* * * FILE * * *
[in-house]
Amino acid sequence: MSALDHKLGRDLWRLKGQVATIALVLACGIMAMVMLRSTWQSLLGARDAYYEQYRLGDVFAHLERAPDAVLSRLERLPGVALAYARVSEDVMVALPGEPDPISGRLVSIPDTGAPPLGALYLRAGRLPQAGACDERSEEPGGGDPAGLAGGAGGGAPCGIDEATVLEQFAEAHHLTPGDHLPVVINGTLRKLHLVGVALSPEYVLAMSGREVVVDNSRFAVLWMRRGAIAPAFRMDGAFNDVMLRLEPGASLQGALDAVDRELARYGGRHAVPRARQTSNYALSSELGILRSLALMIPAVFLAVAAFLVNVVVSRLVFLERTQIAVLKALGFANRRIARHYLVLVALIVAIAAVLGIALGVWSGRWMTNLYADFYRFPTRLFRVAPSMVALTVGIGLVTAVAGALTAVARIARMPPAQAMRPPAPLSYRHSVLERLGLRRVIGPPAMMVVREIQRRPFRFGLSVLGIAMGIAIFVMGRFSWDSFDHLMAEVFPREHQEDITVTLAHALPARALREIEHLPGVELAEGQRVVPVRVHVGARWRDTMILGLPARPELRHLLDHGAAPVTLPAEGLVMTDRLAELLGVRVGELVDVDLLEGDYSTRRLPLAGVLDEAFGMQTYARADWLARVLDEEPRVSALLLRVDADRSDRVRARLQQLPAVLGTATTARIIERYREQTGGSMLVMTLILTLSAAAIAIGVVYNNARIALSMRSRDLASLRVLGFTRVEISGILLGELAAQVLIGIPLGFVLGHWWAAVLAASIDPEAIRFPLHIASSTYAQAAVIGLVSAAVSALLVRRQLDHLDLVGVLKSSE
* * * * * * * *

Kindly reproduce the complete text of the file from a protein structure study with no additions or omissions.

[in-house]
Amino acid sequence: MSALDHKLGRDLWRLKGQVATIALVLACGIMAMVMLRSTWQSLLGARDAYYEQYRLGDVFAHLERAPDAVLSRLERLPGVALAYARVSEDVMVALPGEPDPISGRLVSIPDTGAPPLGALYLRAGRLPQAGACDERSEEPGGGDPAGLAGGAGGGAPCGIDEATVLEQFAEAHHLTPGDHLPVVINGTLRKLHLVGVALSPEYVLAMSGREVVVDNSRFAVLWMRRGAIAPAFRMDGAFNDVMLRLEPGASLQGALDAVDRELARYGGRHAVPRARQTSNYALSSELGILRSLALMIPAVFLAVAAFLVNVVVSRLVFLERTQIAVLKALGFANRRIARHYLVLVALIVAIAAVLGIALGVWSGRWMTNLYADFYRFPTRLFRVAPSMVALTVGIGLVTAVAGALTAVARIARMPPAQAMRPPAPLSYRHSVLERLGLRRVIGPPAMMVVREIQRRPFRFGLSVLGIAMGIAIFVMGRFSWDSFDHLMAEVFPREHQEDITVTLAHALPARALREIEHLPGVELAEGQRVVPVRVHVGARWRDTMILGLPARPELRHLLDHGAAPVTLPAEGLVMTDRLAELLGVRVGELVDVDLLEGDYSTRRLPLAGVLDEAFGMQTYARADWLARVLDEEPRVSALLLRVDADRSDRVRARLQQLPAVLGTATTARIIERYREQTGGSMLVMTLILTLSAAAIAIGVVYNNARIALSMRSRDLASLRVLGFTRVEISGILLGELAAQVLIGIPLGFVLGHWWAAVLAASIDPEAIRFPLHIASSTYAQAAVIGLVSAAVSALLVRRQLDHLDLVGVLKSSE